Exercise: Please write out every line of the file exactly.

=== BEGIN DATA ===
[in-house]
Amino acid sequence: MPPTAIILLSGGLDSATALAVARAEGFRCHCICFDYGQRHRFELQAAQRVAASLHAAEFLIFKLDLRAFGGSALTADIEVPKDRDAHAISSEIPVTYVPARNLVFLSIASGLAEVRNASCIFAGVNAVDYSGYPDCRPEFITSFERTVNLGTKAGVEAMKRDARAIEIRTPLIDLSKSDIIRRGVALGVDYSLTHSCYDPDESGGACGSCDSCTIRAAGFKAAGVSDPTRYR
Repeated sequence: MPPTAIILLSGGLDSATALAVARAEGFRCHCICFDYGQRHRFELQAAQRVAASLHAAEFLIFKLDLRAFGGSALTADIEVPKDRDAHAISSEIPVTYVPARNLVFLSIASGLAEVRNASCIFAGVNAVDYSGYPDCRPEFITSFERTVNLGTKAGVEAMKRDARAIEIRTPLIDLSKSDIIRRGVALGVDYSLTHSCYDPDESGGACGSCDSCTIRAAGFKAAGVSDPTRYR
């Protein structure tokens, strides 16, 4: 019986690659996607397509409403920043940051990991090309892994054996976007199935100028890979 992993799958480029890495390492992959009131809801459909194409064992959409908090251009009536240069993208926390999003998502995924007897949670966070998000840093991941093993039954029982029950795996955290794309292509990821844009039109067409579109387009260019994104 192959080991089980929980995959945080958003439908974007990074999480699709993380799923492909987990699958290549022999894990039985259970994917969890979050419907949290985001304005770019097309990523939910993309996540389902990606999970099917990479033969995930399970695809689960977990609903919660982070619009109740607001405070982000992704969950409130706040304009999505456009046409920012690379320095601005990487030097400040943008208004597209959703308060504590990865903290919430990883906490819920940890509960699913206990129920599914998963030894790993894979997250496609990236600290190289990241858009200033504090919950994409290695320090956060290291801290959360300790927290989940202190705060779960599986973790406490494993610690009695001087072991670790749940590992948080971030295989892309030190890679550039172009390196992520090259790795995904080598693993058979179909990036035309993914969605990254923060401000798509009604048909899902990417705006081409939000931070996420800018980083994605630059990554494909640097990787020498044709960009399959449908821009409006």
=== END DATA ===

[in-house]
Amino acid sequence: MPPTAIILLSGGLDSATALAVARAEGFRCHCICFDYGQRHRFELQAAQRVAASLHAAEFLIFKLDLRAFGGSALTADIEVPKDRDAHAISSEIPVTYVPARNLVFLSIASGLAEVRNASCIFAGVNAVDYSGYPDCRPEFITSFERTVNLGTKAGVEAMKRDARAIEIRTPLIDLSKSDIIRRGVALGVDYSLTHSCYDPDESGGACGSCDSCTIRAAGFKAAGVSDPTRYR
Repeated sequence: MPPTAIILLSGGLDSATALAVARAEGFRCHCICFDYGQRHRFELQAAQRVAASLHAAEFLIFKLDLRAFGGSALTADIEVPKDRDAHAISSEIPVTYVPARNLVFLSIASGLAEVRNASCIFAGVNAVDYSGYPDCRPEFITSFERTVNLGTKAGVEAMKRDARAIEIRTPLIDLSKSDIIRRGVALGVDYSLTHSCYDPDESGGACGSCDSCTIRAAGFKAAGVSDPTRYR
């Protein structure tokens, strides 16, 4: 019986690659996607397509409403920043940051990991090309892994054996976007199935100028890979 992993799958480029890495390492992959009131809801459909194409064992959409908090251009009536240069993208926390999003998502995924007897949670966070998000840093991941093993039954029982029950795996955290794309292509990821844009039109067409579109387009260019994104 192959080991089980929980995959945080958003439908974007990074999480699709993380799923492909987990699958290549022999894990039985259970994917969890979050419907949290985001304005770019097309990523939910993309996540389902990606999970099917990479033969995930399970695809689960977990609903919660982070619009109740607001405070982000992704969950409130706040304009999505456009046409920012690379320095601005990487030097400040943008208004597209959703308060504590990865903290919430990883906490819920940890509960699913206990129920599914998963030894790993894979997250496609990236600290190289990241858009200033504090919950994409290695320090956060290291801290959360300790927290989940202190705060779960599986973790406490494993610690009695001087072991670790749940590992948080971030295989892309030190890679550039172009390196992520090259790795995904080598693993058979179909990036035309993914969605990254923060401000798509009604048909899902990417705006081409939000931070996420800018980083994605630059990554494909640097990787020498044709960009399959449908821009409006």